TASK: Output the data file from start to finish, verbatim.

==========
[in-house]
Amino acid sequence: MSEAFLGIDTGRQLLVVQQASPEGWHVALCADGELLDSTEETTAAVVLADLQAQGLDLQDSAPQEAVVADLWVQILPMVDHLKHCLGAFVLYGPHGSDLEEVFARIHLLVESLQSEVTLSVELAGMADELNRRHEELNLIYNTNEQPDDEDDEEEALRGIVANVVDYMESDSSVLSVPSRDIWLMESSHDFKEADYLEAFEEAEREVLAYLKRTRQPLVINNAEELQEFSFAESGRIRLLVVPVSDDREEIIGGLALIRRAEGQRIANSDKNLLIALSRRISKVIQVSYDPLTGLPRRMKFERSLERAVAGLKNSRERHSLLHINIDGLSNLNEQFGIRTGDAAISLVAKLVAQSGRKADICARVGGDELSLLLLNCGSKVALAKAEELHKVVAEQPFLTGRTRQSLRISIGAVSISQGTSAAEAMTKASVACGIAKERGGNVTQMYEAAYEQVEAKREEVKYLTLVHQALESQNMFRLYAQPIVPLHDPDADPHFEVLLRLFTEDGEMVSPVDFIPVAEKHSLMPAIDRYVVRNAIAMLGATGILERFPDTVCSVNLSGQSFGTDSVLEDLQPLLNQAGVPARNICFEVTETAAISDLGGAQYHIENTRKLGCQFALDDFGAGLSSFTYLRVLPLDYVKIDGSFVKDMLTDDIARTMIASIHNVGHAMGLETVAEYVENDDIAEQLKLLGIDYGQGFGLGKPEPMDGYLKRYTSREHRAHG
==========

[in-house]
Amino acid sequence: MSEAFLGIDTGRQLLVVQQASPEGWHVALCADGELLDSTEETTAAVVLADLQAQGLDLQDSAPQEAVVADLWVQILPMVDHLKHCLGAFVLYGPHGSDLEEVFARIHLLVESLQSEVTLSVELAGMADELNRRHEELNLIYNTNEQPDDEDDEEEALRGIVANVVDYMESDSSVLSVPSRDIWLMESSHDFKEADYLEAFEEAEREVLAYLKRTRQPLVINNAEELQEFSFAESGRIRLLVVPVSDDREEIIGGLALIRRAEGQRIANSDKNLLIALSRRISKVIQVSYDPLTGLPRRMKFERSLERAVAGLKNSRERHSLLHINIDGLSNLNEQFGIRTGDAAISLVAKLVAQSGRKADICARVGGDELSLLLLNCGSKVALAKAEELHKVVAEQPFLTGRTRQSLRISIGAVSISQGTSAAEAMTKASVACGIAKERGGNVTQMYEAAYEQVEAKREEVKYLTLVHQALESQNMFRLYAQPIVPLHDPDADPHFEVLLRLFTEDGEMVSPVDFIPVAEKHSLMPAIDRYVVRNAIAMLGATGILERFPDTVCSVNLSGQSFGTDSVLEDLQPLLNQAGVPARNICFEVTETAAISDLGGAQYHIENTRKLGCQFALDDFGAGLSSFTYLRVLPLDYVKIDGSFVKDMLTDDIARTMIASIHNVGHAMGLETVAEYVENDDIAEQLKLLGIDYGQGFGLGKPEPMDGYLKRYTSREHRAHG